"Few of us linger in Imladris and its halls echo with emptiness. Most have now sailed west, yet, the Keeper of Records remains. Though wise, his mind is strange and he tends to talk to himself. Even as the time of the Eldar is now fleeting, soon he will no longer remain. Who could be trusted as a Keeper of Records? It is doubtful that sons of Men will long hold them dear, for the generations pass too quickly. Yet I think it would be worth to teach those young men of high esteem what we can in the time that yet remains."
Elladan turned to face young Hanavia squarely, Therefore I offer to you Hanavia, son of Hanasian and Rosmarin, Prince of Cardolan, to be my squire, and to study with not only the Keeper, but with me. What say you?"
Hanavia smiled, "I would gladly accept, should my mother and father agree."
Hanasian nodded, "Indeed. Though it has been discussed, my wife and I have not agreed when this might occur. Still, Rin knows as I do that time is fleeting and this opportunity fast wanes even as we stand here. I have business in Bree, but as soon as I finish, I will return. Accompany us if you will."
Elladan shook his head, saying, "Nay, I go not to Bree and have not been there in many seasons. I will ride to your home and speak with the Lady of Cardolan. I will meet you there."
Hanasian and Hanavia looked at each other, and without words, they nodded to each other.
Hanasian then said, "Well, my business is routine. Collect and give news, fetch the things I have been aske to bring back with me. Bree is nothing Hanavia has not seen already. Perhaps it might be best if he accompanies you Elladan? Give you a chance to become acquainted."
Elladan gave brief thought and nodded. Hanavia was overjoyed. As much as he enjoyed the time with his father, he had always enjoyed Elladan's company when he was young. This would be his first chance to have time alone with him. And, it would give him a chance to bid his family farewell.
Hanasian said, "Tell Rin I will arrive home no more than two days after you get there."
The night was spent peacefully as Elladan sat up high and watched. In the morning, Hanavia and Elladan set out south while Hanasian set out north. He would be in Bree that night.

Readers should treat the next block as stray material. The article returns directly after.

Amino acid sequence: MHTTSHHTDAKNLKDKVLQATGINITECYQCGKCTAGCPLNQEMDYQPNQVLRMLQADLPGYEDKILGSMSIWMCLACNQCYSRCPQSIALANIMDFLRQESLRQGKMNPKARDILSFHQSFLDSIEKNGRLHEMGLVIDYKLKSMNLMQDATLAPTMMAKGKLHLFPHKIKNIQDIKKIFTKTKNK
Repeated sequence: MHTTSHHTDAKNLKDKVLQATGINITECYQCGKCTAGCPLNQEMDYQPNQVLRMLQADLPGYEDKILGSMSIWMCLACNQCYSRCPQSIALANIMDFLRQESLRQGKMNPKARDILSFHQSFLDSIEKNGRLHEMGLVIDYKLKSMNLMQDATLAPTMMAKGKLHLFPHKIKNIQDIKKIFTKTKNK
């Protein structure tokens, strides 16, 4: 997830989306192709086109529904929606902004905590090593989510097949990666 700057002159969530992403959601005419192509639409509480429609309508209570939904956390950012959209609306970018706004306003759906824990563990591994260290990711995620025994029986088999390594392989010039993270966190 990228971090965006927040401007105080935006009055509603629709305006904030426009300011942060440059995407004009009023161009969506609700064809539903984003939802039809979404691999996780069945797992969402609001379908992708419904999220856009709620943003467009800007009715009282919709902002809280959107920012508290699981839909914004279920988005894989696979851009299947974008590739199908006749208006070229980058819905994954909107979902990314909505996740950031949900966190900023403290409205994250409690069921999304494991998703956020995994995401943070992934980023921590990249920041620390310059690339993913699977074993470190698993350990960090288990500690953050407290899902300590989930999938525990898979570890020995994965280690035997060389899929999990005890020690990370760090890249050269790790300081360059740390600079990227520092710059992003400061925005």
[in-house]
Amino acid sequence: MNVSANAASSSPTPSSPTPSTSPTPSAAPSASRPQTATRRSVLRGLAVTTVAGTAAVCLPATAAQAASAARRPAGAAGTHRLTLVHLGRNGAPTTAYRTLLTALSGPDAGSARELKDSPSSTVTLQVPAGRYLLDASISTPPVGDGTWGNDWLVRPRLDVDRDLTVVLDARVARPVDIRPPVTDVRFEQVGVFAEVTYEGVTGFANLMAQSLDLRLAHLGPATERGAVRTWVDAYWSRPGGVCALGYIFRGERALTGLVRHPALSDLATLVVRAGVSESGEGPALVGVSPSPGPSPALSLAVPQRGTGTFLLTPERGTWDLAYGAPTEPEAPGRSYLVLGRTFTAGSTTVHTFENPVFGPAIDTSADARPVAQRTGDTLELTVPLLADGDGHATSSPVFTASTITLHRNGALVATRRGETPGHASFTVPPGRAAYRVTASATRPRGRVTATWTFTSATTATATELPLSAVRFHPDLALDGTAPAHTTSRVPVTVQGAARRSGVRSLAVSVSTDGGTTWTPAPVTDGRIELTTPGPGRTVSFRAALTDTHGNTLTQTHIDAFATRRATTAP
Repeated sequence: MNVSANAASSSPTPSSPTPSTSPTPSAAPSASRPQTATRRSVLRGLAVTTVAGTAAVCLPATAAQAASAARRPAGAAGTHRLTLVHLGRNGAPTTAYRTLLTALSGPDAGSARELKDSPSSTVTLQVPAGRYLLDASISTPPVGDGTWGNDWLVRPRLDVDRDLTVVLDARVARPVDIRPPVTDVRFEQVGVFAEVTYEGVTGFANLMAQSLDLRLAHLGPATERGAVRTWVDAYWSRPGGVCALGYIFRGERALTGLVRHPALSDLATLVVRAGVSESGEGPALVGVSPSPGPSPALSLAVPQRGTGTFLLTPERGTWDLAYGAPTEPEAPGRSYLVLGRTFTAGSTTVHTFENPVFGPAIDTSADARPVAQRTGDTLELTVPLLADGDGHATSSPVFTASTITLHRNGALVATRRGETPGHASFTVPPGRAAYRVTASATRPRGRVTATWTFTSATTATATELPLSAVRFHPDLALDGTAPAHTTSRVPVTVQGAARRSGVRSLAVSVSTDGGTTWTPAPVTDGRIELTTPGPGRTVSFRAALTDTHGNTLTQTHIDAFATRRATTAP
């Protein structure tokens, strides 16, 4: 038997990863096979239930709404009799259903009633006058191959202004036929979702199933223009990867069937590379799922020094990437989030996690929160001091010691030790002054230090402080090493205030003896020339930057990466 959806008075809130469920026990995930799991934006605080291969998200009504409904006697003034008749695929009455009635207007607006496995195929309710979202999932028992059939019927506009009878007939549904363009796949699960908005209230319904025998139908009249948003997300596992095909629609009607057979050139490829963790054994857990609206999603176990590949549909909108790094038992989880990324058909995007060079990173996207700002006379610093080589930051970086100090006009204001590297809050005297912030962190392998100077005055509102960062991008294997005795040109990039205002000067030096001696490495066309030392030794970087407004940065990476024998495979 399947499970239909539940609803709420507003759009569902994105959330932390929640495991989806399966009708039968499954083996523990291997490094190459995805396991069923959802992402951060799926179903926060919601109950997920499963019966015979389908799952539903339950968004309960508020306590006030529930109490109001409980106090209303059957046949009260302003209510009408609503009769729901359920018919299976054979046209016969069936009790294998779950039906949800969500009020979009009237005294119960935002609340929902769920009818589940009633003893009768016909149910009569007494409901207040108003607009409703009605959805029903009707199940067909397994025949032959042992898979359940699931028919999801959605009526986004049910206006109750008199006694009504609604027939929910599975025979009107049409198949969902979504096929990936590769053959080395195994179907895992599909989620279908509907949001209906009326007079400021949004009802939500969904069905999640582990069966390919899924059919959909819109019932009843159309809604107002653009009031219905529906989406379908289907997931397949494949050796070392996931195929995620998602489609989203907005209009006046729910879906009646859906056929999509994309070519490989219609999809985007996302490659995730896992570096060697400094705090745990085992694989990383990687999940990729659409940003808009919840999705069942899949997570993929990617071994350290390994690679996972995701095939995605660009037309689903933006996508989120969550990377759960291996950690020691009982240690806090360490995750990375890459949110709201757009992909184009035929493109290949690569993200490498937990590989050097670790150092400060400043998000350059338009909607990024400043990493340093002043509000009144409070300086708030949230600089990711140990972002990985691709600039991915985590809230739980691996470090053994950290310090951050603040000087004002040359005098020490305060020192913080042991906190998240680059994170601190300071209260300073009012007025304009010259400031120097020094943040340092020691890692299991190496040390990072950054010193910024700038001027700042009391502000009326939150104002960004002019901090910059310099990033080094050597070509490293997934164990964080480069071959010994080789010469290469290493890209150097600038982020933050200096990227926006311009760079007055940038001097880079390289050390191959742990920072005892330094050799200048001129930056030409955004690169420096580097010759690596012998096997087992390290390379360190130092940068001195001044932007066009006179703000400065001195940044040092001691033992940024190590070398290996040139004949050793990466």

The Inn at Bree, the Prancing Pony, had seen plenty of business and yet it seemed to remain unchanged. Hanasian arrived shortly after dark to a crowded common room. Many of the usual faces were there, including a few of the younger Dunedain seated at a table that had become their regular meeting place. It was off to one side and out of way with an easy view of stairs and the door both. In fact, if he was not mistaken, it was almost in the same place where Aragorn observed four hobbits fresh out of the Shire so many years ago. Hanasian ordered tea while the two young Rangers drank ale.
Massuil, keeping his steady on these Rangers, puffed his pipe and said, "Mae govannen Hanasian. No news is good news, they say. Tell me you have no news."
Hanasian sipped his tea before saying, "No news. Mine is a life with a growing family. My eldest was with me but decided to turn back home to ride with Elladan."
Massuil nodded, aware of Hanasian's tidings. A Prince of Cardolan would again abide at Imladris, it seemed. This was worth knowing. A fresh platter of bread, butter, and cheese was set on the table and Hanasian wasted no time availing himself of it.
While he ate, Massuil said, "Ah, I like your place. I just don't travel too well anymore. This damn right leg has about given up. They say wounds may heal but their memories linger forevermore. Its been reminding me every time I ride and it has been getting harder to walk. But if I don't walk each day, it turns into a plank and I can't move. I see you have greyed some since last I saw you."
"Yes, some," Hanasian replied and made a note to mention it to his wife. She'd have a thing or two to say or do about Massuil's right leg, he fancied.
But he said nothing of it to Massuil and instead offered, "I'm only half Dunedain remember. I'm doing well to be in this good of shape this far along."
Massuil nodded and quipped, "Indeed. Must be that fair wife of yours keeping you young."
The two younger Rangers had paid no attention to any of this because there was food to be had on the platter. Massuil and Hanasian gave over to silence for a while lest the younger men ate it all. The cheese and bread was fresh, and Hanasian was reminded of who might enjoy the cheese in particular. Their children seemed to have inherited their mother's adoration for the stuff and it was novel to not have to fight to the death for it.